Celebrities who sought natural cancer treatments
Stories abound of celebrities who turn to alternative and complementary treatments for any number of ailments. Best-known are those among the rich and famous who have faced a cancer diagnosis and chose treatment beyond the pale of conventional medicine.
Among those who have tried alternative protocols include actors, presidents, and technology geniuses. As with any cancer treatment – conventional or alternative – there are no guarantees, but it does raise the interesting question of why. Why, with advances in conventional medical technology, would those with the most exceptional healthcare access choose to look outside the box?
What's interesting is how this may or may not have influenced conventional medicine to begin rethinking how they view the treatment of cancer. For instance, an industry that used to destroy the immune system with chemotherapy now recognizes that building the immune system and overall health aids in the efficacy of conventional treatments.
In more recent years, it's come to replace the old methods, as was the case with President Jimmy Carter. His melanoma was treated exclusively with immunotherapy-, an approach holistic medicine has been touting for years.
Diagnosis: breast cancer
Treatment: conventional and alternative medicine
Outcome: 30-year survivor
The co-star opposite John Travolta in the musical Grease has been battling breast cancer for nearly 30 years. During those three decades, she's learned not to rely solely on the advice and treatments of conventional medicine.
Diagnosed in 1992, Newton-John had the entire arsenal of cancer assault mechanisms known to conventional medicine – mastectomy, chemotherapy, radiation, and hormone therapy. Her cancer returned twice since, and she has decided against chemotherapy. And while Newton-John has incorporated radiation into her regimen, she's also emphasized a more holistic approach to what is now Stage IV cancer. By integrating holistic medicine practices, she's helped strengthen immunity, fight pain, and, she hopes, kill cancer.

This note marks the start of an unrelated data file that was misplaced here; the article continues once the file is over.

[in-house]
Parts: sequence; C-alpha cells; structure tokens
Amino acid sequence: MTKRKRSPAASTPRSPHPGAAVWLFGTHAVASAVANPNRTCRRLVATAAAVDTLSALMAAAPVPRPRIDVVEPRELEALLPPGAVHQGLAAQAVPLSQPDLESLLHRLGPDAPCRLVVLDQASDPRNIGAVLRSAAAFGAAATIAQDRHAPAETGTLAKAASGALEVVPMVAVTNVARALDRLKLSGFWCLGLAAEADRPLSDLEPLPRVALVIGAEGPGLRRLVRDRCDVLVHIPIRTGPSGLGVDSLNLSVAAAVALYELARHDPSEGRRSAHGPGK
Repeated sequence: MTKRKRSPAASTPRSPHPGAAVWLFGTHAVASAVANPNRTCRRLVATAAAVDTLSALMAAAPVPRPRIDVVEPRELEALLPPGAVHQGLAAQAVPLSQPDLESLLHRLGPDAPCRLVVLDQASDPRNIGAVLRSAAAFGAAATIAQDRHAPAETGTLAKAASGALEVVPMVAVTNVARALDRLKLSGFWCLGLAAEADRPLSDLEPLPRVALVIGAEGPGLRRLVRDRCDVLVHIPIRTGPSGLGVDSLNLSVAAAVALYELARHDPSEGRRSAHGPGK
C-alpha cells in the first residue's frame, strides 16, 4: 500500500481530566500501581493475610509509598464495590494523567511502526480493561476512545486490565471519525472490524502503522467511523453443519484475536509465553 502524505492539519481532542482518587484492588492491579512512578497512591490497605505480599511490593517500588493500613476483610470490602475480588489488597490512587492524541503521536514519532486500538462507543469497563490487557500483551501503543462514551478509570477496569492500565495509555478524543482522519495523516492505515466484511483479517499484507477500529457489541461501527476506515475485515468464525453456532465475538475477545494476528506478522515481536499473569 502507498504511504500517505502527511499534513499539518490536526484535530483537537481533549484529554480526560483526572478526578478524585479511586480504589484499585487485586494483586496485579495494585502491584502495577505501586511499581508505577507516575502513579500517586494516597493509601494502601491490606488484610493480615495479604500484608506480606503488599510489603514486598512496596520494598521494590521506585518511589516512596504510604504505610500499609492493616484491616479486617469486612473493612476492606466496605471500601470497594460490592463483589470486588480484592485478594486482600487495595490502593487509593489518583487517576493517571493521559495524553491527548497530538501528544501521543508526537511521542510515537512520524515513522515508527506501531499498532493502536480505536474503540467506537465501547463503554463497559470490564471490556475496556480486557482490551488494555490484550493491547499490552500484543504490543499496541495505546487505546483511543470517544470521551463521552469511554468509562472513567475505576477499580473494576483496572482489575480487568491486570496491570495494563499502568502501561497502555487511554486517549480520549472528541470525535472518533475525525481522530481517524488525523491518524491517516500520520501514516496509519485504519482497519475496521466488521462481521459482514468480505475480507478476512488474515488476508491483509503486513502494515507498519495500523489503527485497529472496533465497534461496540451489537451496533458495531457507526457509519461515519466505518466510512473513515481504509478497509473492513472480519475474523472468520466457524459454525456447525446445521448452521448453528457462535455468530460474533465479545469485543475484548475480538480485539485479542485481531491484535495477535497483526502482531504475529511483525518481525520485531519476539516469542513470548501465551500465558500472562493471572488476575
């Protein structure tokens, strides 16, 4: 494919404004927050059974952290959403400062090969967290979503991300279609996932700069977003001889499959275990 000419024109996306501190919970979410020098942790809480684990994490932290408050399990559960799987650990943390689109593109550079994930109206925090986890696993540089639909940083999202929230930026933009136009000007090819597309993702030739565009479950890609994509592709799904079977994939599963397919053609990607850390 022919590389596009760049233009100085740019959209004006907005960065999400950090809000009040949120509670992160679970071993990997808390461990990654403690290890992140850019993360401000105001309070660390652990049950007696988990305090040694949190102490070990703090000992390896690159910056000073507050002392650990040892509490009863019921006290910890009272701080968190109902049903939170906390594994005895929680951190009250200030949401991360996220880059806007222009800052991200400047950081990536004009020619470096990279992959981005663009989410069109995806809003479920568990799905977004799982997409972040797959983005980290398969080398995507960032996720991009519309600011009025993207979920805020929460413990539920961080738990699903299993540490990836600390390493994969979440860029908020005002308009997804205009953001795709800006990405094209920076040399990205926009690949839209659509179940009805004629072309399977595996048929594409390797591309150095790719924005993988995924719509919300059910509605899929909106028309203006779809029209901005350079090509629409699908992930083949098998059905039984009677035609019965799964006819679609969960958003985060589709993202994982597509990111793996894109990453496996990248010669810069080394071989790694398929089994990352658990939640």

Newton-John has since opened the Olivia Newton-John Cancer Wellness & Research Centre in Heidelberg, Australia. Patients receive an integrative approach to cancer treatment that incorporates conventional treatment with holistic practices.
Diagnosis: uterine cancer
Treatment: radical hysterectomy combined with an integrative approach
The Jewish-American actress with the distinctive voice is famous twice: first for her semi-autobiographical show The Nanny and then for her resolute response to a cancer diagnosis.
During her final season of The Nanny in 1999, Drescher was beginning a new season of life and starting a new journey with her health.
Eventually recognized by doctors as uterine cancer, her condition was addressed as peri-menopausal. This misdiagnosis delayed the treatment she needed while subjecting her body to treatments she did not need.
When she finally emerged from this long dark period of her life – which included a radical hysterectomy – Drescher found herself with a story to tell and a movement to lead. Her experience led to writing a book, Cancer Schmancer, and launching a foundation by the same name.
Her celebrity became her platform not to raise money for foundations or institutions but rather to encourage reform in the way American's treated their health. She's using her platform to help people battle cancer before it begins by addressing lifestyle changes – diet, exercise, stress level, etc.
She supports a holistic view of medical care, strengthening the body to fight for itself rather than relying solely on what she calls the American “sick care system.”
Diagnosis: breast cancer
Treatment: lumpectomy, radiation, complementary/alternative medicine
Following Suzanne Somers' breast cancer diagnosis in 2001, she addressed it the way most women do – surgery to remove tumors and radiation to zap the remaining cancer cells. But she decided against chemotherapy.
Instead of decimating her immune system, she decided to strengthen her body's natural defenses. The approach allowed her to weaken and kill cancer cells lurking in the shadows. She turned to a little-known drug called Iscador, a mistletoe extract that's shown in studies to kill cancer and bolster immunities.
Through the years since her diagnosis, the Three's Company star has interviewed dozens of patients and doctors about cancer prevention through diet, detox, and natural cancer treatment protocols. She details her findings in the book Knock Out.
Diagnosis: skin cancer and colon cancer
Treatment: surgery plus laetrile supplementation and potential oxygen therapy